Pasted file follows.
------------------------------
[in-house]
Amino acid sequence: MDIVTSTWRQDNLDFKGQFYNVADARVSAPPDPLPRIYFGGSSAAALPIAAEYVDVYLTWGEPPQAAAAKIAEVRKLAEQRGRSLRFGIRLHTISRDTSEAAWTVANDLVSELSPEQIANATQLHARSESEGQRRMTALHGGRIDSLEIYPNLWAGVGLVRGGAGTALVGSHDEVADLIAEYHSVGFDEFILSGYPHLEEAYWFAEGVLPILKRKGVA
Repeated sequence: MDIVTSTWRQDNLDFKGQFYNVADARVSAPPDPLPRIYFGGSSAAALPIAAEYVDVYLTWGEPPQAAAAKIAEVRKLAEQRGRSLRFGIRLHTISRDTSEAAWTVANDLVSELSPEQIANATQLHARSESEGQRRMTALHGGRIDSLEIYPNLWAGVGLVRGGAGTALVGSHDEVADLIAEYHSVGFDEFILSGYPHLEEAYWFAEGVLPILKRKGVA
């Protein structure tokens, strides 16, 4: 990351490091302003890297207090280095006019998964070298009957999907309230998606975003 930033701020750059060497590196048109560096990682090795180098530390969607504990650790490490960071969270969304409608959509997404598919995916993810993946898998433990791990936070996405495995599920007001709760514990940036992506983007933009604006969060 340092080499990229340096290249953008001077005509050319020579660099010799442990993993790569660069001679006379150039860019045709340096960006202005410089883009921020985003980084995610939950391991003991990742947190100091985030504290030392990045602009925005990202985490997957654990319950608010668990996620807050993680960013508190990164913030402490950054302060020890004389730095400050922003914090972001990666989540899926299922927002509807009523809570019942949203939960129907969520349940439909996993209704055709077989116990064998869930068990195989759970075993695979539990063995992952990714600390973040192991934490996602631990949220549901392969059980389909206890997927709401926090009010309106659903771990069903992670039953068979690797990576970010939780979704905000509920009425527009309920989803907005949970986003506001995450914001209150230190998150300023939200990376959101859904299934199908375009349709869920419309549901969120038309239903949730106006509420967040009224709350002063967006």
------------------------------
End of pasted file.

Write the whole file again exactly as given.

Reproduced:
[in-house]
Amino acid sequence: MDIVTSTWRQDNLDFKGQFYNVADARVSAPPDPLPRIYFGGSSAAALPIAAEYVDVYLTWGEPPQAAAAKIAEVRKLAEQRGRSLRFGIRLHTISRDTSEAAWTVANDLVSELSPEQIANATQLHARSESEGQRRMTALHGGRIDSLEIYPNLWAGVGLVRGGAGTALVGSHDEVADLIAEYHSVGFDEFILSGYPHLEEAYWFAEGVLPILKRKGVA
Repeated sequence: MDIVTSTWRQDNLDFKGQFYNVADARVSAPPDPLPRIYFGGSSAAALPIAAEYVDVYLTWGEPPQAAAAKIAEVRKLAEQRGRSLRFGIRLHTISRDTSEAAWTVANDLVSELSPEQIANATQLHARSESEGQRRMTALHGGRIDSLEIYPNLWAGVGLVRGGAGTALVGSHDEVADLIAEYHSVGFDEFILSGYPHLEEAYWFAEGVLPILKRKGVA
């Protein structure tokens, strides 16, 4: 990351490091302003890297207090280095006019998964070298009957999907309230998606975003 930033701020750059060497590196048109560096990682090795180098530390969607504990650790490490960071969270969304409608959509997404598919995916993810993946898998433990791990936070996405495995599920007001709760514990940036992506983007933009604006969060 340092080499990229340096290249953008001077005509050319020579660099010799442990993993790569660069001679006379150039860019045709340096960006202005410089883009921020985003980084995610939950391991003991990742947190100091985030504290030392990045602009925005990202985490997957654990319950608010668990996620807050993680960013508190990164913030402490950054302060020890004389730095400050922003914090972001990666989540899926299922927002509807009523809570019942949203939960129907969520349940439909996993209704055709077989116990064998869930068990195989759970075993695979539990063995992952990714600390973040192991934490996602631990949220549901392969059980389909206890997927709401926090009010309106659903771990069903992670039953068979690797990576970010939780979704905000509920009425527009309920989803907005949970986003506001995450914001209150230190998150300023939200990376959101859904299934199908375009349709869920419309549901969120038309239903949730106006509420967040009224709350002063967006």